December 06, 2015

Chanukah Mixed Messages

The Chanukah story is a good example of how a religious culture can develop over time and why.

It is, in fact, based on historically documented events, corroborated by several sources, both Jewish and non-Jewish. The bare bones of the narrative are that after Alexander the Great died in 323 BCE his empire was carved up amongst rival generals. The Syrian successors to Alexander, the Seleucids, won control over Judea from the Egyptian Ptolemies. At first they continued Alexander’s policy of allowing different religions autonomy so long as they accepted Syrian authority and kept the peace. Unfortunately, as we know, the Jews have always been an argumentative and divided lot! High Priests played politics, bought their positions, and the Syrians soon lost patience with the Jewish political and religious infighting. Antiochus the 4th tried persuasion first, but then stupidly tried to force the Greek religion on the Jews.

Actually much of the upper classes, including the priests, had already largely assimilated. They were the ones who introduced the theater and circus into Jerusalem. Had he left them alone, there’s a good chance they might all have abandoned their religion, as they often did during the periods of the judges and kings. But you know, the moment you try telling Jews what not to do, they jolly well go and do the opposite! In 168 BCE he took over the Temple and desecrated it. The more pious of the Jews rose up in rebellion, initiated by Matityahu but led by his son Judah.

A series of Syrian commanders were sent with relatively small armies to suppress the rebellion. Internal political strife and invasions from the North and East kept the main Syrian armies occupied. And as for those who did come ready to fight, on several occasions a crisis back home called them back. Judah certainly won some battles, and on the 25th of Kislev 165 Judah regained the Temple, even though a Syrian garrison remained in the Citadel. The rededication of the Temple took eight days (as in Solomon’s original ceremony), and that turned into the eight-day festival we call Chanukah, which literally means “dedication”.

The oldest sources we have are the Books of the Maccabees, written originally in Hebrew. They were excluded from the Jewish canon and preserved in their Greek translation by the Church. The other source was Josephus, a Jew who defected to Rome during the Jewish Wars. There he received a pension and wrote histories of the Jews—The Antiquities of the Jew, The Wars of the Jews—and defended Judaism against the anti-Jewish propaganda of Apion (doubtless an NGO delegate to the UN).

None of these sources refer to the miracle of the oil. That makes its appearance in rabbinic literature hundreds of years later. The popular Talmudic source is in Shabbat 21b: “When the Greeks entered the Temple, they desecrated all the oils. So when the Hasmonean dynasty overcame them, they could only find one jar of oil with the High Priest’s seal, with enough to last for one day. A miracle happened, and it lasted for eight, and they fixed these days as a festival with Hallel and Thanksgiving.” Now, many religious scholars have sought to reconcile the miracle with eight days, when of course the first day was no miracle. But when we deal with what we might call a religious agenda, such details are irrelevant, because the issue is one of the message rather than the facts.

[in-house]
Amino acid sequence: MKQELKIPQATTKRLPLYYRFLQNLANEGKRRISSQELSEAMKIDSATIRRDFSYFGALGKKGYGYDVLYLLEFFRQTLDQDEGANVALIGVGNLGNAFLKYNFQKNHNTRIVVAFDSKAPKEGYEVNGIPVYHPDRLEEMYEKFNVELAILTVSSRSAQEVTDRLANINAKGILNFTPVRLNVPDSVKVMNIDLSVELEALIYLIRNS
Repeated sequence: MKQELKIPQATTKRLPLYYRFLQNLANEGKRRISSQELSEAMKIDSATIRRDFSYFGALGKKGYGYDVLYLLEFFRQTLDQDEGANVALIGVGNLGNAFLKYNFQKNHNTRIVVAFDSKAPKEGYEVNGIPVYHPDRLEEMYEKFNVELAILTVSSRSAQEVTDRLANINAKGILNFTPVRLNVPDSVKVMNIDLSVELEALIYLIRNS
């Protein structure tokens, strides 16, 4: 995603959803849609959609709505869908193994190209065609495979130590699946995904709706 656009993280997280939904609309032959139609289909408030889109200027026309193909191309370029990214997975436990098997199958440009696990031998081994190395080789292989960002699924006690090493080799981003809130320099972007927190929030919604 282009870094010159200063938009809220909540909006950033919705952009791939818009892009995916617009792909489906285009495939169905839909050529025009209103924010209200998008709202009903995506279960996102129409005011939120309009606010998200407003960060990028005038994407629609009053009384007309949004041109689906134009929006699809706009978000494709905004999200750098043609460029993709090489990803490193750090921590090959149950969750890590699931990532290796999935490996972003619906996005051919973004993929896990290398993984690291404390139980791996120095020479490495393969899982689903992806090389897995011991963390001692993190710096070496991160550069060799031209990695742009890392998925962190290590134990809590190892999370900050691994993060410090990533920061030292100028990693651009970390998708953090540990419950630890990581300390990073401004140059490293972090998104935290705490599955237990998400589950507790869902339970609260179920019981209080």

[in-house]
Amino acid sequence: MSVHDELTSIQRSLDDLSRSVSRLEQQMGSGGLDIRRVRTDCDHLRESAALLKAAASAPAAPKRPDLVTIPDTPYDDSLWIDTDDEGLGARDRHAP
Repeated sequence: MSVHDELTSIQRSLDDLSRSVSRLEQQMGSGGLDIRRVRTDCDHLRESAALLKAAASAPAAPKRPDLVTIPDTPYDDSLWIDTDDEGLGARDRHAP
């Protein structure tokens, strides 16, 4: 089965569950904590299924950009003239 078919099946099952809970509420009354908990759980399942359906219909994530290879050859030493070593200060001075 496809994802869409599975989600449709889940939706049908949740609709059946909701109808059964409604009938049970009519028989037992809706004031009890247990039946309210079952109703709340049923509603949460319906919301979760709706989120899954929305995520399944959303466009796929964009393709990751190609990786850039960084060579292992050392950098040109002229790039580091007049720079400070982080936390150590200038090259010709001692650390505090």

It is natural that the spiritual leadership will want to focus on religious messages, whereas those of a more historical bent will be more interested in verifiable facts. The narrative of the oil is an example of a spiritual message of survival, continuity, and Jewish values as opposed to Greek ones. After all, what could be more Greek than fighting?

Both Josephus and the Maccabees talk about how the Jews in Judea had refused to fight on Shabbat, and this had led to a series of massacres. It was Matityahu who gave the order to fight on Shabbat. This seems to have been an example of rabbinic innovation. But then, according to rabbinic law one may desecrate Shabbat to save one’s life. I always thought this part of the narrative sounded like a Samaritan problem, because they were the ones at that time who tended to take the Torah at face value without interpretation. So too did the Sadducees, the priestly caste. Matityahu spanned both, a priest and a member of the rabbinic camp. So in truth the story line seems confused at best.

And there’s another issue. Some argue that the emphasis on lights was a response to Zoroastrianism, which worshipped fire and often forbade Jews from lighting fires in synagogues, whereas in homes it was another matter. Then of course Christianity was keen on lighting up too, particularly during the winter solstice. Chanukah has become a Jewish Christmas for many. The story of Chanukah combines two very different ideas. The lights can be seen as representing soul, spirit, and reconciliation. Whereas the emphasis on defeating the Syrian Greeks is emblematic of conquest.

All of this underlines the differences that have always existed in Judaism on political and spiritual levels. Nothing much has changed. Today these very same disagreements tear us apart. Should we fight to protect ourselves or sit and pray? Should we try to find some accommodation with other cultures or refuse to engage? It seems to me that a narrative, regardless of its origins, can represent religious creativity and innovation. It can add an important dimension to the physical. Life is a holistic issue in which we try to reconcile disparate narratives and messages and try to find a balance.

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